Monthly Archives: March 2010
New Porsche 911 GT3 R Hybrid at Nürburgring – Testing March 2010- from my friend Johan Koning Hemmerling
Documentary showing how the Porsche 911 is made at Porsche’s megafactory in Stuttgart Germany. Manufacturing speed and style, the Porsche factory in Stuttgart is where many drivers’ dreams come true. Venture inside and discover how this iconic sports car is made.
Ferdinand Porsche was a self-taught automotive designer and engineer. In 1900, at the age of 25, he designed the first hybrid gasoline-electric car for an Austrian company. Then in the ‘30s he sold the German government on his dream of a small, simple car that would be affordable for the masses. That car became the Volkswagen Beetle.
Megafactories – Porsche Part 1 of 5
Post-war shortages forced Porsche to use components from the Volkswagen Beetle – the rear-mounted, air-cooled four-cylinder engine, the gear box and the suspension – to realize his next car. The car that emerged in 1948 was the Porsche 356. More than 75,000 were made over the course of 15 years.
Megafactories – Porsche Part 2 of 5
Since 1964, every 911 ever built has been made at Porsche’s factory in Stuttgart, Germany. The factory produces around 40 Boxters, about 110 Porsche 911s and approximately 500 engines daily. Porsche builds 16 versions of the Porsche 911, including the 911 GT3 which delivers 435 horsepower.
Megafactories – Porsche Part 3 of 5
Each 911 has around 5,000 welds. Over 4 decades, the design of the 911 has been updated just five times – resulting in six generations.
Megafactories – Porsche Part 4 of 5
The most popular colours for a Porsche are black, white and red, but Porsche can custom paint a car any colour (for a fee). The plant makes more than 20 different versions of its 6-cylinder engine ranging from 255 to 535 horsepower.
Megafactories – Porsche Part 5 of 5
The countdown to the Nürburgring 24 hour race is on. Porsche teams use the first round of the Nürburgring Long Distance Championship on the 27 March to prepare for the marathon on the circuit in Germany’s Eifel region.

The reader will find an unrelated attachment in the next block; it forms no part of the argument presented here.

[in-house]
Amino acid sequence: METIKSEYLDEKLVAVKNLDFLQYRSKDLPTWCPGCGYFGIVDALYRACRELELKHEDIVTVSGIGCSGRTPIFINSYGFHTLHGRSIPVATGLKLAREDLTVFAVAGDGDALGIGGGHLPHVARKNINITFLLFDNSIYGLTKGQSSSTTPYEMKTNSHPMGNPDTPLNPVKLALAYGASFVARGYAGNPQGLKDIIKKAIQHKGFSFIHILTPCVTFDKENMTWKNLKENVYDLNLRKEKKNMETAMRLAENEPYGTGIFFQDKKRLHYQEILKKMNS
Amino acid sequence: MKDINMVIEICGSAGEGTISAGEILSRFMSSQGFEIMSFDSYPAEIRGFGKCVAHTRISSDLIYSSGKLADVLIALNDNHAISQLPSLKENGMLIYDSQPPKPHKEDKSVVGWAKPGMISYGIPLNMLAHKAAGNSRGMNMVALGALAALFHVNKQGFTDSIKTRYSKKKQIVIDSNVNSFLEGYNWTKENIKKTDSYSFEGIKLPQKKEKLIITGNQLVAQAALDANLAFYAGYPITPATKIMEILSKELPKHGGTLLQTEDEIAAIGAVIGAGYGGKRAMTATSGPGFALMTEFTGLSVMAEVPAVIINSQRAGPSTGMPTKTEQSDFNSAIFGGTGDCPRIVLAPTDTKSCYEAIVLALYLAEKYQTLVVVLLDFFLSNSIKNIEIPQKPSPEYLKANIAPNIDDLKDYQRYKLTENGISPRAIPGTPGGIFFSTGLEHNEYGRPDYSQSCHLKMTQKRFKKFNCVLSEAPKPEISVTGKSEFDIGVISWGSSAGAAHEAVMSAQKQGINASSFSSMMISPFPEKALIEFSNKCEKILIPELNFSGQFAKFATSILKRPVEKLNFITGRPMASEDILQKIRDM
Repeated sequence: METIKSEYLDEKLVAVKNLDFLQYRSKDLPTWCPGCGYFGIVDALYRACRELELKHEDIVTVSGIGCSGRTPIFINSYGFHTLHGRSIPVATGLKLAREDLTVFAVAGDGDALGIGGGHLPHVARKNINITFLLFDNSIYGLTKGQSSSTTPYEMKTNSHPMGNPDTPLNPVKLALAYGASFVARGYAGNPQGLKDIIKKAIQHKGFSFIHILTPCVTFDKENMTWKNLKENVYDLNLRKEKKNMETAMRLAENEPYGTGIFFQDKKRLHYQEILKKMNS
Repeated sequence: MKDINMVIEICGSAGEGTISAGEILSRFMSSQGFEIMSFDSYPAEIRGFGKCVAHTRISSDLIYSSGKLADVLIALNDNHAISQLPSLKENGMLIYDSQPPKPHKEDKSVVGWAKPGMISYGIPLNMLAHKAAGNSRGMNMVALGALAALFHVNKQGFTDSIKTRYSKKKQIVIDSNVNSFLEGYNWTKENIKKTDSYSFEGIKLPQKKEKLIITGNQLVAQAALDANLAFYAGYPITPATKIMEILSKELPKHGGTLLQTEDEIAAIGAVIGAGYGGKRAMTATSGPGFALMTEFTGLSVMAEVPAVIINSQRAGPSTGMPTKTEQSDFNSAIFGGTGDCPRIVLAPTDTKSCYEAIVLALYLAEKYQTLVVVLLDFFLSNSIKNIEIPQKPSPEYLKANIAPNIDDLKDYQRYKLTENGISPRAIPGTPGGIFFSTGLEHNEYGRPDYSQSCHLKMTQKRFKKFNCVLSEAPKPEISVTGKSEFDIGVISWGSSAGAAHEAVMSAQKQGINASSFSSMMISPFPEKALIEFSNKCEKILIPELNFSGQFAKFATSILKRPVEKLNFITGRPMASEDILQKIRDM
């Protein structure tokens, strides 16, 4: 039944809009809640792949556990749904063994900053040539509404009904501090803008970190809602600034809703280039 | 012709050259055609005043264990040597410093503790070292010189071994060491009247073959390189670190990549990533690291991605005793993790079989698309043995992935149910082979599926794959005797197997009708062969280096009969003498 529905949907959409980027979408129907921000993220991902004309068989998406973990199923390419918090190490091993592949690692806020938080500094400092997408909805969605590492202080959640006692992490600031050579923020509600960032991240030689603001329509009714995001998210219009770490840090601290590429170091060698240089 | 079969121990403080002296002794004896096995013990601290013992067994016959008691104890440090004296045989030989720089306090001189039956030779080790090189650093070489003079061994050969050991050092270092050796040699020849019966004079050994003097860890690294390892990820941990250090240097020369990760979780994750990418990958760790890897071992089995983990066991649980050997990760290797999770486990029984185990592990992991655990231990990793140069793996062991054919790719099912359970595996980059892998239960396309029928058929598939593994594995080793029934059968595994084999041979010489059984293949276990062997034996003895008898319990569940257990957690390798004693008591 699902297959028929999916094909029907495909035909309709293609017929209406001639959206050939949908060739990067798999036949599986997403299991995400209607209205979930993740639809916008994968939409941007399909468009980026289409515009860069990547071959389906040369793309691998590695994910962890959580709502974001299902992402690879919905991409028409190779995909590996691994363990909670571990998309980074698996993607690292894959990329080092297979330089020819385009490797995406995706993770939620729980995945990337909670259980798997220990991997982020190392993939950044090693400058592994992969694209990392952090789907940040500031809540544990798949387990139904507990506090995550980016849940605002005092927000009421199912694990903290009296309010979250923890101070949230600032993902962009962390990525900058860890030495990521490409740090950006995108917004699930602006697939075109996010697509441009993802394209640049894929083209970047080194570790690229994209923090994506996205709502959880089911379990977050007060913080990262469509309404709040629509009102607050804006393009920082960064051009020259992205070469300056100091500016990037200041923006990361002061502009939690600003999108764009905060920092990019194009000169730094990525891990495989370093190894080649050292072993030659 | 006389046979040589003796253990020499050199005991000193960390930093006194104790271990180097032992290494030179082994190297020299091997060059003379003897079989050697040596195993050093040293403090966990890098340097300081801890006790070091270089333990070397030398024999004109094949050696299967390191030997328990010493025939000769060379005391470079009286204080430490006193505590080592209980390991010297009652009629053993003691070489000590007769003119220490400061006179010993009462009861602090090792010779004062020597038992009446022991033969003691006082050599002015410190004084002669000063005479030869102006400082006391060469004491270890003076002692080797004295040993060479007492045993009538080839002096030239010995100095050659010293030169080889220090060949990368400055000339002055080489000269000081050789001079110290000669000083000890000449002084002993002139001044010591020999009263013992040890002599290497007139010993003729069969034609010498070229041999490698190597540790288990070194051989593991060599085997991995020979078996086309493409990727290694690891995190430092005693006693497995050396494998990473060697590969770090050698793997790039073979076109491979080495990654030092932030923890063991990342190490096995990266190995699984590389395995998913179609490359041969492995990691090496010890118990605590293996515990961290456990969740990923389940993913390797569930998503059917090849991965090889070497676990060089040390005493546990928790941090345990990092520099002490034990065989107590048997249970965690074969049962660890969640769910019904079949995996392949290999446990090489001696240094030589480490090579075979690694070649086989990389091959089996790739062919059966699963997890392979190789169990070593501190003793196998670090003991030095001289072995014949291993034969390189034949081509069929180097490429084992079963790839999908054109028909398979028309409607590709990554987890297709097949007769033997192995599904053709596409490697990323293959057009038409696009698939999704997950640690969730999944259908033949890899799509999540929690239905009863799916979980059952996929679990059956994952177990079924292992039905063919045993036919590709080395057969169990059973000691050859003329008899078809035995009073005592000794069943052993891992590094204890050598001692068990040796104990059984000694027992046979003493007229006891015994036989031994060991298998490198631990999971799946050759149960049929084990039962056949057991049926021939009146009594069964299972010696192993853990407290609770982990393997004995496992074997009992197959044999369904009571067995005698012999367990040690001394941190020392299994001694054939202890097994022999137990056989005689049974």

Working particularly hard is title defender, Manthey Racing: Porsche works drivers Timo Bernhard and Marc Lieb from Germany as well as Manthey pilot Marcel Tiemann (Monaco) share driving duties in the cockpit of the new Porsche 911 GT3 R at its race debut. The fourth man to join the squad at the 24 hour race on 15 May is, like last year, Romain Dumas (France).
Also awaited with anticipation is the racing premiere of the Porsche 911 GT3 R Hybrid which retrieves energy during braking and stores it in an electric flywheel.
Porsche works drivers Jörg Bergmeister (Germany), Richard Lietz (Austria), Porsche junior Marco Holzer (Germany) and the former Porsche junior Martin Ragginger (Austria) will pilot the vehicle at the 24 hour race. At the test race this coming weekend, Bergmeister, Lietz and Ragginger share the cockpit. “For me it’s always something special to race in Germany,” admits Bergmeister, who normally competes in a Porsche 911 GT3 RSR in the American Le Mans Series. “We’ll gain a huge amount of knowledge at the season-opener of the long distance championship and this should help us to understand the new hybrid system even better and to further develop the car in time for the 24 hour race.”
After 17 years, Germany’s double world rally champion, Walter Röhrl, makes his racing comeback at the season-opening round of the long distance championship. Joining him at the wheel of a standard Porsche 911 GT3 RS for the Nürburgring 24 hour race is DTM legend Roland Asch (Germany) as well as journalists Horst von Saurma-Jeltsch (Germany) and Chris Harris (Great Britain). “I’m very much looking forward to contesting a race again,” says Röhrl. “But the emphasis this weekend will be on gathering as much experience with the car as possible under real racing conditions.”
Round one of the Nürburgring Long Distance Championship takes off on 27 March at midday and runs over a distance of four hours.